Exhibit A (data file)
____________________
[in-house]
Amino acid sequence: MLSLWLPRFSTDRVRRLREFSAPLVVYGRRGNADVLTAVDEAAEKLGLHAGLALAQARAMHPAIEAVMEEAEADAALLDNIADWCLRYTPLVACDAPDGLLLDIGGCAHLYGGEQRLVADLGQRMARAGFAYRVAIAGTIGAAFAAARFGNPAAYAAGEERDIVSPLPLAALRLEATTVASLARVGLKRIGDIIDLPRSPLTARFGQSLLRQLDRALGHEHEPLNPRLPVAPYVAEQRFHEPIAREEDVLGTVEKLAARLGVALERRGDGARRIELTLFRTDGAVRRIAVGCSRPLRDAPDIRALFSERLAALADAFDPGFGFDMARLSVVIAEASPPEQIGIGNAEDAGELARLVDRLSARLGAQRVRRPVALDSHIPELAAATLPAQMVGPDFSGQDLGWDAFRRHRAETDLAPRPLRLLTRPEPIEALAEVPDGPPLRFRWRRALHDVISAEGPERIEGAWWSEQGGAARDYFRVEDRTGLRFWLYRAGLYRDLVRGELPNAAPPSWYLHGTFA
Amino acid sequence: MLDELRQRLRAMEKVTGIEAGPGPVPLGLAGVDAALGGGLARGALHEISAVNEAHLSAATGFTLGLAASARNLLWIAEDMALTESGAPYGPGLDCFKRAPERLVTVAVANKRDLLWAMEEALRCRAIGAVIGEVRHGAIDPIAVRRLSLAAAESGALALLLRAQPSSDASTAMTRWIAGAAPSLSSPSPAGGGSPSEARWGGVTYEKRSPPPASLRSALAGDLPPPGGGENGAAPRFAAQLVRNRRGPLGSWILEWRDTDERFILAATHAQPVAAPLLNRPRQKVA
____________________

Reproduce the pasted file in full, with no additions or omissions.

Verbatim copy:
[in-house]
Amino acid sequence: MLSLWLPRFSTDRVRRLREFSAPLVVYGRRGNADVLTAVDEAAEKLGLHAGLALAQARAMHPAIEAVMEEAEADAALLDNIADWCLRYTPLVACDAPDGLLLDIGGCAHLYGGEQRLVADLGQRMARAGFAYRVAIAGTIGAAFAAARFGNPAAYAAGEERDIVSPLPLAALRLEATTVASLARVGLKRIGDIIDLPRSPLTARFGQSLLRQLDRALGHEHEPLNPRLPVAPYVAEQRFHEPIAREEDVLGTVEKLAARLGVALERRGDGARRIELTLFRTDGAVRRIAVGCSRPLRDAPDIRALFSERLAALADAFDPGFGFDMARLSVVIAEASPPEQIGIGNAEDAGELARLVDRLSARLGAQRVRRPVALDSHIPELAAATLPAQMVGPDFSGQDLGWDAFRRHRAETDLAPRPLRLLTRPEPIEALAEVPDGPPLRFRWRRALHDVISAEGPERIEGAWWSEQGGAARDYFRVEDRTGLRFWLYRAGLYRDLVRGELPNAAPPSWYLHGTFA
Amino acid sequence: MLDELRQRLRAMEKVTGIEAGPGPVPLGLAGVDAALGGGLARGALHEISAVNEAHLSAATGFTLGLAASARNLLWIAEDMALTESGAPYGPGLDCFKRAPERLVTVAVANKRDLLWAMEEALRCRAIGAVIGEVRHGAIDPIAVRRLSLAAAESGALALLLRAQPSSDASTAMTRWIAGAAPSLSSPSPAGGGSPSEARWGGVTYEKRSPPPASLRSALAGDLPPPGGGENGAAPRFAAQLVRNRRGPLGSWILEWRDTDERFILAATHAQPVAAPLLNRPRQKVA